I have a problem. It’s not life threatening or anything, but it’s a problem all the same. You see…I really love furniture. And we happen to live in a spot where people put furniture out on the curb all the time. For free. I call it Picking Day. Other people call it Trash Day. Every Monday in our neighborhood is Bulk Trash day. You can literally put anything out on the curb that you don’t want. And sometimes I get very lucky and find myself in the right spot at the right time and someone else’s trash finds it into the trunk of my minivan. This is only a problem in that we do already have a house with furniture so I often find myself shifting things around, making work for myself that I don’t NEED to do. It’s a problem, but perhaps I should call it a hobby.
I can’t even tell you how many things I’ve picked up on picking day. I’ve outfitted our house with these finds. But sometimes they need a little help. And that’s when my little hand sander comes in. Honestly though…Every time I sand something I say I’ll never do it again. It’s the actual worst. But I’ll also say that I never regret it once it’s done.
I did share about this on Instagram a few weeks ago, but thought I would save it here for future reference. Am I the only one who finds it terribly difficult to find something on instagram if I forget to take a screenshot in the moment?? I can’t be. Much easier to look at a website for future reference!
- Sand with 80 grit sandpaper followed by 120 and 220 to smooth using a detail sander or a random orbital sander. I used my detail sander for this one with its straight lines but for a larger piece I would probably recommend an orbital. An orbital sander just has more power than the detail sander.
- You may have to get in the curves, nooks and crannies a bit by hand. Keep going until you’re happy with the color and finish. Mine had these dark lines where the previous stain had seeped in very deeply. I just kept sanding until they were gone.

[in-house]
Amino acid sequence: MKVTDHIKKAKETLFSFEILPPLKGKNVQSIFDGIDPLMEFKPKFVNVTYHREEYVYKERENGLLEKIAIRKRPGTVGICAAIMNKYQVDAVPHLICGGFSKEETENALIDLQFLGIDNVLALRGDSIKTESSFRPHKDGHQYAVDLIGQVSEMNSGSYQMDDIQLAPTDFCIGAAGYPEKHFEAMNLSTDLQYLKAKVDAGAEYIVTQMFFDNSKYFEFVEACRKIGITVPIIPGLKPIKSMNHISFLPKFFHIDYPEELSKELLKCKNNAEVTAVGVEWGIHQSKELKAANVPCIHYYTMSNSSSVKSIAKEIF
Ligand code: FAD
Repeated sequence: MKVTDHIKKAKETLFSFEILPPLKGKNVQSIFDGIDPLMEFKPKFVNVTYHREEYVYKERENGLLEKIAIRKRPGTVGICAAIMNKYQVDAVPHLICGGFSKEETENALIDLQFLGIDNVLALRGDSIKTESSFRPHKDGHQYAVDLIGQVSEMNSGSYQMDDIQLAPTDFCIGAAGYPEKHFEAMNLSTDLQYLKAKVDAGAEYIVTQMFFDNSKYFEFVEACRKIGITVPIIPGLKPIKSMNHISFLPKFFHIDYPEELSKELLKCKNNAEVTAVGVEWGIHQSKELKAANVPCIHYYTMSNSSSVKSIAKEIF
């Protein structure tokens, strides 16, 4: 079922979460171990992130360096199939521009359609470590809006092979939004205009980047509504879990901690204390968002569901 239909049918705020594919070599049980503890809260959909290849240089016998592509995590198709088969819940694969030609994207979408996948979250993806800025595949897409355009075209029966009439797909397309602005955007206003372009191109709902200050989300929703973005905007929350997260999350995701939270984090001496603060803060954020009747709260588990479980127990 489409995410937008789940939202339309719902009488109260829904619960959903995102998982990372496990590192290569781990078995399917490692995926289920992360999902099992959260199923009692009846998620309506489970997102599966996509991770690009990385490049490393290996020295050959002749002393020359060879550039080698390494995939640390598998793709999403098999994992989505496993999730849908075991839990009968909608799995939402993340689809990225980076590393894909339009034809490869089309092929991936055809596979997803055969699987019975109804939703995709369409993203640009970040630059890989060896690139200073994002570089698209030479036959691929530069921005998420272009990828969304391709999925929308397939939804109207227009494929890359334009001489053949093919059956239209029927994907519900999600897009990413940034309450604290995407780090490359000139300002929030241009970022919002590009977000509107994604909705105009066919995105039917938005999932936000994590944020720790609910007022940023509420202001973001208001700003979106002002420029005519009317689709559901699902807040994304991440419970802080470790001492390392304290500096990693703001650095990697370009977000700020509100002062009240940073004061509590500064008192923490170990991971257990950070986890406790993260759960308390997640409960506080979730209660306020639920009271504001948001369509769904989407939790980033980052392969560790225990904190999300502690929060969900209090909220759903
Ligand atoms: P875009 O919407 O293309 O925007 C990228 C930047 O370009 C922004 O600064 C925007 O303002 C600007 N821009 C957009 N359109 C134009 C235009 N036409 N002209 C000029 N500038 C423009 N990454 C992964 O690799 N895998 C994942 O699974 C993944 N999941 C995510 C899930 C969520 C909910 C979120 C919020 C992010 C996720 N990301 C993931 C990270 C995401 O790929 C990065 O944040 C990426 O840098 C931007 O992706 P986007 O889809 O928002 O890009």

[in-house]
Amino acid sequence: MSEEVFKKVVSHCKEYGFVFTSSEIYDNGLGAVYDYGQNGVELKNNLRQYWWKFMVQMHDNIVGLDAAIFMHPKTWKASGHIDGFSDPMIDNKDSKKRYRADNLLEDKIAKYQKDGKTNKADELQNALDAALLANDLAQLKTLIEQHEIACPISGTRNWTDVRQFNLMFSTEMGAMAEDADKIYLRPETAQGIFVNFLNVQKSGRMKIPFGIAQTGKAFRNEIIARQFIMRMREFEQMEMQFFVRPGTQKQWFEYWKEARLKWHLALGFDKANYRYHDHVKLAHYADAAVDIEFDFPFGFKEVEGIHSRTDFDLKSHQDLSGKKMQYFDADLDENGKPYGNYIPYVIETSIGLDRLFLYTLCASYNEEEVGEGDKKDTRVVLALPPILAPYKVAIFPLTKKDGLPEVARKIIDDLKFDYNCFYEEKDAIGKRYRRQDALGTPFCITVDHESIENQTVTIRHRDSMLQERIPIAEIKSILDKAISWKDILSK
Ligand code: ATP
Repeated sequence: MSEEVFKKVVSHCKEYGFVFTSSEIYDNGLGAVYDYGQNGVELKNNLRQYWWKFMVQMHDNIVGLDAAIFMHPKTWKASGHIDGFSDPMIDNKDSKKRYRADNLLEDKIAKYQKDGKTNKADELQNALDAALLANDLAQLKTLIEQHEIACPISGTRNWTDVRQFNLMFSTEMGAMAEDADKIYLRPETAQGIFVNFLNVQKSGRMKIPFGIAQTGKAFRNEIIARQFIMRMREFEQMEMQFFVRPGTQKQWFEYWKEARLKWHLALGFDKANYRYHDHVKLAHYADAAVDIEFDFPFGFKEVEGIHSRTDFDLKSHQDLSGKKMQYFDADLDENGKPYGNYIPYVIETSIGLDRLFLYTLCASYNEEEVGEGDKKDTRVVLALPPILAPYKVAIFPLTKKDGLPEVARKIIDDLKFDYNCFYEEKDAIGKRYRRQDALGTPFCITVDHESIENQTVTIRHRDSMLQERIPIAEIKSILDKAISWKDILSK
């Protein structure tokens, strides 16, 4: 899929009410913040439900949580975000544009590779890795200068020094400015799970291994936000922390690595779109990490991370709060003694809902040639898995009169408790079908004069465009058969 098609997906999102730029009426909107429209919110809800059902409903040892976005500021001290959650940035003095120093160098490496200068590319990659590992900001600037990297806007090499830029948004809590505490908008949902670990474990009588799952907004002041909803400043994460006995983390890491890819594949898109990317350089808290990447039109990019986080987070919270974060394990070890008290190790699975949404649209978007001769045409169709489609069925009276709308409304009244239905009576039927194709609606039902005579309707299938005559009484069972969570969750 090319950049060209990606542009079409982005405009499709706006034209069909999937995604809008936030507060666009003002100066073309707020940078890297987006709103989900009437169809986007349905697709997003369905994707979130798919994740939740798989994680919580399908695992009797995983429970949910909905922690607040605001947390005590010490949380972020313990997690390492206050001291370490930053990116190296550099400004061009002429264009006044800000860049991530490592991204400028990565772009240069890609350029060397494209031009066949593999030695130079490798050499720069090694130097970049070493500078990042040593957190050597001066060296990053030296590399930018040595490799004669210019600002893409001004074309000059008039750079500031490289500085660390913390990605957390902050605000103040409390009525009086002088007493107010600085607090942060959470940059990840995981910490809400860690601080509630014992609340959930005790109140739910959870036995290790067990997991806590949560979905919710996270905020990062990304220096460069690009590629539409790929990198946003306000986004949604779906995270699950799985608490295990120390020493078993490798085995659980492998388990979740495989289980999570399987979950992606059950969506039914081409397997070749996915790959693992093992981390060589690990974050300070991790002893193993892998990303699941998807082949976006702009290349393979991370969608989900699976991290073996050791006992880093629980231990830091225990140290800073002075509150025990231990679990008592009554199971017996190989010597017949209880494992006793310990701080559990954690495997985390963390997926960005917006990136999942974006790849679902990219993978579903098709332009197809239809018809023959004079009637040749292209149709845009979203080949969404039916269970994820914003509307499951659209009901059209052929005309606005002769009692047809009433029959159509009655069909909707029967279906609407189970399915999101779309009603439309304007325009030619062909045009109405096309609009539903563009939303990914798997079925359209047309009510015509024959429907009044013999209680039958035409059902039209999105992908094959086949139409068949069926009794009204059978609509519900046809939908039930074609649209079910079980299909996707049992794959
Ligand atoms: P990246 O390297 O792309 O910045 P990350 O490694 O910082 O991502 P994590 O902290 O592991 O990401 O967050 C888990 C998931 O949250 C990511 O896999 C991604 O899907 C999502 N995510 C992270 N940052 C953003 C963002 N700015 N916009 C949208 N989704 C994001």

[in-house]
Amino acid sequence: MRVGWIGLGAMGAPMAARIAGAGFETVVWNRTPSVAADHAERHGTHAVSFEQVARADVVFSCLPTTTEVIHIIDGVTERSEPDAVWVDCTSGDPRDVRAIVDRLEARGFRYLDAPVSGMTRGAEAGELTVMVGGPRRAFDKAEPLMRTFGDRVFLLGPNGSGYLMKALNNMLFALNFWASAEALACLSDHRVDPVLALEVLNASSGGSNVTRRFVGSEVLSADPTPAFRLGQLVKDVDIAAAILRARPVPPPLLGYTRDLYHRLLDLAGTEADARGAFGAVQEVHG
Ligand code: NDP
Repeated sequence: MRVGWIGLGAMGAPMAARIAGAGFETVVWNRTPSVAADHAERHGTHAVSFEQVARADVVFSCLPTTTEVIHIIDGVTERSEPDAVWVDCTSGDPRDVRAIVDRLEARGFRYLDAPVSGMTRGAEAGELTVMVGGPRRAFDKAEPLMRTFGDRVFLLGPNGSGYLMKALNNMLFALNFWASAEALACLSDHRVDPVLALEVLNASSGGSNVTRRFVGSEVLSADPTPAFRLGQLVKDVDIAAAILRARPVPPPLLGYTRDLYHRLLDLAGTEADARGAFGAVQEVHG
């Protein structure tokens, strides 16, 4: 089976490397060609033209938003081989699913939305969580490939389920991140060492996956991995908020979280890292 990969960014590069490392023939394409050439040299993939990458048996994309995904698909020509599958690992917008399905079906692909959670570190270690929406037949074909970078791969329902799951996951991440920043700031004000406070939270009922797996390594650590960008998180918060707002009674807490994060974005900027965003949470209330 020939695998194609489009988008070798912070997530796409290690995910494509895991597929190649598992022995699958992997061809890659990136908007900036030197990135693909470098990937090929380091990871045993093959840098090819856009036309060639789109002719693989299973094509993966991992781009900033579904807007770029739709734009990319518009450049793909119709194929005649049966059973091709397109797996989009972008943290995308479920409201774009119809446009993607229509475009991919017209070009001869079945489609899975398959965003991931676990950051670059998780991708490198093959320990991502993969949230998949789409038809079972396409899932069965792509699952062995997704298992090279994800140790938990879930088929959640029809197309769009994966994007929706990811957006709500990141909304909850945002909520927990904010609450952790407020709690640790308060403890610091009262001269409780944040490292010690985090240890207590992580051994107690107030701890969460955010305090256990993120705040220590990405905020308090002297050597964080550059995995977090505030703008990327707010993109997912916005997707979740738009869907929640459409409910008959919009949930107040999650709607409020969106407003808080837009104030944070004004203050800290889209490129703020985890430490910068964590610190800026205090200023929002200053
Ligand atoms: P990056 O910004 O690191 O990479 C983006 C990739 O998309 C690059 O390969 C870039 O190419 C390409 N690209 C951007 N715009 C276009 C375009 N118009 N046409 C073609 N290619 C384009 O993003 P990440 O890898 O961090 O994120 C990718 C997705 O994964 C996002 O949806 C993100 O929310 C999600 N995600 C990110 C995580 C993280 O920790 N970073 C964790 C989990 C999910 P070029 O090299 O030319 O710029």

- At this point you could apply a new stain in a different color. I liked mine as it was, so I next just finished it with clear matte polycrylic applied with a sponge brush. Matte means it won’t have a shine when it dries.
A note because there may be questions: I have tried the oven cleaner method on a couple things and it does work in taking off stain, BUT I feel that it damages the wood. It seems to sort of shred the wood finish while taking the stain out. Just stresses me out for my poor wood pieces. Not to mention all chemicals in oven cleaner. I prefer sanding because it freshens up the look while making it like new again. However, if you have a piece of furniture with lots of nooks and crannies – oven cleaner may be a good place to start for you. Curves and corners are notoriously difficult to sand! There’s also always citri-strip! You might have great results with that too! But for me – I have ended up having to sand even with other stripping methods. So you may have to do a combination of things if you have an orange-y gal laying around like me that could use an update!
Hope those tips and the process are helpful in case you’re not sure how to update your wood pieces!